Editor’s note: Eli Adams does not use pronouns and will be referred to only by last name.
Senior Eli Adams has used art as a way to express Adams’ identity since Adams was a child. Nowadays, Adams uses art to understand the importance of bodies, gender and queerness in hopes of helping others with their identity struggles and connecting with others.
“I like representing some of the things I’m struggling with. I like talking with people and seeing what they’re struggling with and helping them translate that into something joyous,” Adams said.
As a child, Adams’ focus in art was based on drawing and painting, however, when the artist got to college, Adams saw how that art form was limiting. Adams then went on to discover film and sculpture and realized these mediums were more versatile for what the artist wanted out of art.
“[Painting] was definitely one of my biggest weaknesses because I would just put everything in the center. I realized that was because I’m not as interested in working on a flat space as I am working in a 3D space,” Adams said.
Since sculpting was not Adams’ original art form, the artist had to learn the skill by taking numerous classes at Knox.
“I’m learning how to sculpt while I’m sculpting. I’m trying to be successful in narratives and [showing] people these ideas through my sculptures, [while] also learning how to use plaster, and whether I like plaster or not,” Adams said.
Although the class received a $50 stipend at the beginning of the term, sculpting requires many materials. Adams finds it’s a struggle to get all of the materials needed for the assignments.
“I look at Craigslist all the time, I go to the free store all the time. I go to thrift stores or garage sales where stuff is cheaper and buy people’s sheets and stuff… I’m not doing things the easiest way but I don’t have the money to do it the easiest way,” Adams said.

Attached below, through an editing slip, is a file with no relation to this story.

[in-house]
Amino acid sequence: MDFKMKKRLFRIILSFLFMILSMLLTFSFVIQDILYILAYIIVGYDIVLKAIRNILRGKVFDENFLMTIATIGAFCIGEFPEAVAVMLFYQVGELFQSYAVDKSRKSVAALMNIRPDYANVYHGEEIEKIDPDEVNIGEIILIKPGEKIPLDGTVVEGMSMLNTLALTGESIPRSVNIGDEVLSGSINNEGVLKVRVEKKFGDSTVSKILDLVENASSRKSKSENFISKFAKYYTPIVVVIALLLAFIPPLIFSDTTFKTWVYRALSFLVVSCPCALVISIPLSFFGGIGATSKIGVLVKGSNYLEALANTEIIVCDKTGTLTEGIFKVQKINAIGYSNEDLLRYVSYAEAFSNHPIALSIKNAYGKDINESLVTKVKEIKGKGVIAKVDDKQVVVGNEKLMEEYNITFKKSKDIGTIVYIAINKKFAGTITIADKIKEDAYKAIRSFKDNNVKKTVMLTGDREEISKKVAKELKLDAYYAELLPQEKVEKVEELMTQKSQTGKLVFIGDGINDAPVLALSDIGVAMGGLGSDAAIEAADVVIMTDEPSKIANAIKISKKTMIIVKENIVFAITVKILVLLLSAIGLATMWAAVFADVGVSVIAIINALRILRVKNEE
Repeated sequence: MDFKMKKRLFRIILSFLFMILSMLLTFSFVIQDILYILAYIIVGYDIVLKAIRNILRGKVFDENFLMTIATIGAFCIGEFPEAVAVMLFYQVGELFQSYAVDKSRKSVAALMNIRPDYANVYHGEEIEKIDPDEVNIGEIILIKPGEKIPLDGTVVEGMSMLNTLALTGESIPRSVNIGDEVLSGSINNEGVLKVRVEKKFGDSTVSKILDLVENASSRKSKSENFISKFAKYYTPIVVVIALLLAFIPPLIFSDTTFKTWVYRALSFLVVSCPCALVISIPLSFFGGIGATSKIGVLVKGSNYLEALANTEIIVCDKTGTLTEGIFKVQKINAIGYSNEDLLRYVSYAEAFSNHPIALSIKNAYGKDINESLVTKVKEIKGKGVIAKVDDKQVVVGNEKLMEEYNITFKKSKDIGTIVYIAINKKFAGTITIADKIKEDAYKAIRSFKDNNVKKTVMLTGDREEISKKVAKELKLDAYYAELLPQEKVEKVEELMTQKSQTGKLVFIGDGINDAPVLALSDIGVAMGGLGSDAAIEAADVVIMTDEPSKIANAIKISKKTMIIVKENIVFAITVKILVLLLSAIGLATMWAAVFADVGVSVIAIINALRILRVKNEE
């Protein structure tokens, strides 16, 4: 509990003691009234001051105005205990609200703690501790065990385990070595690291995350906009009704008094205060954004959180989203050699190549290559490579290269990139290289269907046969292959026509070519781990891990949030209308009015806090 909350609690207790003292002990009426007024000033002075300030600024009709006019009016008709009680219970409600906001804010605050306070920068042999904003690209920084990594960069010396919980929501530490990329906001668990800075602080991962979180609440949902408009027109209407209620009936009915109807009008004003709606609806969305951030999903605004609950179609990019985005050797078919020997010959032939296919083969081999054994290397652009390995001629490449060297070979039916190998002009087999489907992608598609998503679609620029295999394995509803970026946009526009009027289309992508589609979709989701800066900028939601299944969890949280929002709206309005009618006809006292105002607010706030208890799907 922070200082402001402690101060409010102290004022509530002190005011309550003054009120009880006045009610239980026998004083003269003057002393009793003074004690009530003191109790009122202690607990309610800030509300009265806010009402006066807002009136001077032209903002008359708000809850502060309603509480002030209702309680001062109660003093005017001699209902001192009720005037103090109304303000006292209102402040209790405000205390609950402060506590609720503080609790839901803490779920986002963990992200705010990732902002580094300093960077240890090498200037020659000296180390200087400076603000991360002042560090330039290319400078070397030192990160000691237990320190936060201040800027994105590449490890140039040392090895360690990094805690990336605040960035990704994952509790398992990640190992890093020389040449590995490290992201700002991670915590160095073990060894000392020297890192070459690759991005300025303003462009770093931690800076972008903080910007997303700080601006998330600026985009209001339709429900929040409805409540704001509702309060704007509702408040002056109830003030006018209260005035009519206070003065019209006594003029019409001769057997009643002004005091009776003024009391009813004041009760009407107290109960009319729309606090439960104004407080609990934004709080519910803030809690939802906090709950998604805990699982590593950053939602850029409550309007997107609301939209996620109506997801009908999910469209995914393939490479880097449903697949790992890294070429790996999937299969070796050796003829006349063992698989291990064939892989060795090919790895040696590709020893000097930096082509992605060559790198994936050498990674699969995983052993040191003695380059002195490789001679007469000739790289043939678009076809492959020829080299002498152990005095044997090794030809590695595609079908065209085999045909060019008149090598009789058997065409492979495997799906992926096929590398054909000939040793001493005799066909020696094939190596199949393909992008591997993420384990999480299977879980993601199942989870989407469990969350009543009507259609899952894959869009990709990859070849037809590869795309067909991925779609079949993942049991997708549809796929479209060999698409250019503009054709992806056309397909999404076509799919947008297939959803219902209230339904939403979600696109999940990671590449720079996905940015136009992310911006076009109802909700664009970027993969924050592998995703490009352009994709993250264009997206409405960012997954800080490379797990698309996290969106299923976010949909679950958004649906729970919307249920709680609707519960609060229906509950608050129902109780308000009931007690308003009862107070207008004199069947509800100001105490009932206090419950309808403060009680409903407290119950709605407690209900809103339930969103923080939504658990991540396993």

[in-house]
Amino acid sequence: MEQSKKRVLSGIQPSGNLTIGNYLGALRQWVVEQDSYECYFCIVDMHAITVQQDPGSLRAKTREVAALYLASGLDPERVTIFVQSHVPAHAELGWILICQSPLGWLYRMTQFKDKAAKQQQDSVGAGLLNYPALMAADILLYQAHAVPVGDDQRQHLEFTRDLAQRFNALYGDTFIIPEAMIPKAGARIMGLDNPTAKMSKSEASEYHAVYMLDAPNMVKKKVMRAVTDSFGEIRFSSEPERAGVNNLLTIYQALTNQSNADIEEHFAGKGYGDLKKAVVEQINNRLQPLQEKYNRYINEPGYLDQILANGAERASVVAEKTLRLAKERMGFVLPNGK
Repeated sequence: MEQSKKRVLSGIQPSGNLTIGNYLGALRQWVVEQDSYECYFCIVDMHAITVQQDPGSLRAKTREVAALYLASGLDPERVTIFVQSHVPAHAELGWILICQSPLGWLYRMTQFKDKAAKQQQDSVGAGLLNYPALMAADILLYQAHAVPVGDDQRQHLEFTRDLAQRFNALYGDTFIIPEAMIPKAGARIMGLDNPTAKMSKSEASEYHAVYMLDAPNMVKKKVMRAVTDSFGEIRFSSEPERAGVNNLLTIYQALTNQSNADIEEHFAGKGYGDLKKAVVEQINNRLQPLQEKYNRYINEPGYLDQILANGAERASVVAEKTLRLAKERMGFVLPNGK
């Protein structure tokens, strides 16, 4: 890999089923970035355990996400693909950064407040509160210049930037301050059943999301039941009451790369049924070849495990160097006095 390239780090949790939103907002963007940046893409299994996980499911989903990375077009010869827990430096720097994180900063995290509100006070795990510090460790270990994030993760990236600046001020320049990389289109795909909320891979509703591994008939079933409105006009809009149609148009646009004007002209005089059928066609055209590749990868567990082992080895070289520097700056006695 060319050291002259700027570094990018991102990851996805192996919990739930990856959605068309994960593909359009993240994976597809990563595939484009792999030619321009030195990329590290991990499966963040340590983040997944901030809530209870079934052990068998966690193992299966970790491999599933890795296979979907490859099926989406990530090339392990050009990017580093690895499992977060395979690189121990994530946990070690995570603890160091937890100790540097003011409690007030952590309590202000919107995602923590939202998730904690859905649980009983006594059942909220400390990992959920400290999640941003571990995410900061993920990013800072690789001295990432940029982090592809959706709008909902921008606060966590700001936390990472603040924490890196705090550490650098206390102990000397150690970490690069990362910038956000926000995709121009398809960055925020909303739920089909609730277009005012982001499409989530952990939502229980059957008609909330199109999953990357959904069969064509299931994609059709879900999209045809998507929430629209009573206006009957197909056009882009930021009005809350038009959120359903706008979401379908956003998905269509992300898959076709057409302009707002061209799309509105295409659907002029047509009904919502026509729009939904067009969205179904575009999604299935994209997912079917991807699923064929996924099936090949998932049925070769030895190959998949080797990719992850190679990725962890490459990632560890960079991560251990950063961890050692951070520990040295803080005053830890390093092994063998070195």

To combine the passion of film and sculpture, Adams continues the idea of showcasing the human body. Sometimes the sculptures that Adams creates requires humans to be a part of them. Adams then films a recording of the interaction between the sculpture and the human model. This is how Adams can blur the lines of representing the human body as an object in a sculpture.
Adams does not want to be objectifying anyone when representing them in a sculpture. To do this, the person may have to hold, pet, or have the sculpture sitting in their lap Ð this way the model can be seen doing some sort of action rather than just standing lifelessly still. The works become about the relationship between the person and the sculpture, which is less “ethically muddy,” as Adams puts it.
Although the difficulties of art, as Adams explains, are dealing with constant failures and having extreme discipline — Adams still recognizes that, even while studying pre-med, art will not stop being a passion.
If it weren’t for an extensive background in art, Adams believes studying medicine would be much more difficult. Adams explains that hospitals are looking more and more for personnel staff that are good with people. Adams’ human-centered work helps with bedside manner skills.
“Looking at art is an exercise in empathy because you have to put yourself in another person’s shoes but you also have to reconcile where you are coming from with this piece,” Adams said.
Though Adams’ future plans are based around the medical field, the senior plans to take a gap year between graduating and applying to medical school. Adams hopes to use that time to make art for personal use.
“I look at the world through an artist’s eyes, I’m always looking for material to inspire me, [my] artist mode is never off: I’m not just an artist when I’m in Whitcomb,” Adams said I’m always thinking about how other people’s work influences my work, because my work is such a part of my life.”